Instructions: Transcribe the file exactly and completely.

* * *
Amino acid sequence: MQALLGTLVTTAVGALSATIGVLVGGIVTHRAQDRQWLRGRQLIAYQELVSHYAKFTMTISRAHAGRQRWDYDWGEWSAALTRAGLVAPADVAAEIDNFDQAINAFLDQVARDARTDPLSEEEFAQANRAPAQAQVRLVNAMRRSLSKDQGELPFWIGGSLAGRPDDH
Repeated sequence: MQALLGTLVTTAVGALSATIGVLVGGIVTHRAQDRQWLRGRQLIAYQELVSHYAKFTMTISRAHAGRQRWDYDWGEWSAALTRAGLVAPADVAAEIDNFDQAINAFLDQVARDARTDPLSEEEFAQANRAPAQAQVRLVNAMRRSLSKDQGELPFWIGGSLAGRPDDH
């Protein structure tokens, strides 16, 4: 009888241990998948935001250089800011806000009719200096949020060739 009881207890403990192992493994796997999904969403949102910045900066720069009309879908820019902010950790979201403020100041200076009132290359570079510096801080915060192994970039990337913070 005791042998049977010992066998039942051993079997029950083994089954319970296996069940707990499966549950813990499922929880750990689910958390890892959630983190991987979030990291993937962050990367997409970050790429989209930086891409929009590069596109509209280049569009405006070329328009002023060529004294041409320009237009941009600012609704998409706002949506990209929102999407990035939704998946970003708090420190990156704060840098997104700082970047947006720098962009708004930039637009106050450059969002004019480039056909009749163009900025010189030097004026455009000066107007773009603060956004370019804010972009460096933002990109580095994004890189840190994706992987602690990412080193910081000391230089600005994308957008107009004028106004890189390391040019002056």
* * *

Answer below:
Amino acid sequence: MQALLGTLVTTAVGALSATIGVLVGGIVTHRAQDRQWLRGRQLIAYQELVSHYAKFTMTISRAHAGRQRWDYDWGEWSAALTRAGLVAPADVAAEIDNFDQAINAFLDQVARDARTDPLSEEEFAQANRAPAQAQVRLVNAMRRSLSKDQGELPFWIGGSLAGRPDDH
Repeated sequence: MQALLGTLVTTAVGALSATIGVLVGGIVTHRAQDRQWLRGRQLIAYQELVSHYAKFTMTISRAHAGRQRWDYDWGEWSAALTRAGLVAPADVAAEIDNFDQAINAFLDQVARDARTDPLSEEEFAQANRAPAQAQVRLVNAMRRSLSKDQGELPFWIGGSLAGRPDDH
């Protein structure tokens, strides 16, 4: 009888241990998948935001250089800011806000009719200096949020060739 009881207890403990192992493994796997999904969403949102910045900066720069009309879908820019902010950790979201403020100041200076009132290359570079510096801080915060192994970039990337913070 005791042998049977010992066998039942051993079997029950083994089954319970296996069940707990499966549950813990499922929880750990689910958390890892959630983190991987979030990291993937962050990367997409970050790429989209930086891409929009590069596109509209280049569009405006070329328009002023060529004294041409320009237009941009600012609704998409706002949506990209929102999407990035939704998946970003708090420190990156704060840098997104700082970047947006720098962009708004930039637009106050450059969002004019480039056909009749163009900025010189030097004026455009000066107007773009603060956004370019804010972009460096933002990109580095994004890189840190994706992987602690990412080193910081000391230089600005994308957008107009004028106004890189390391040019002056």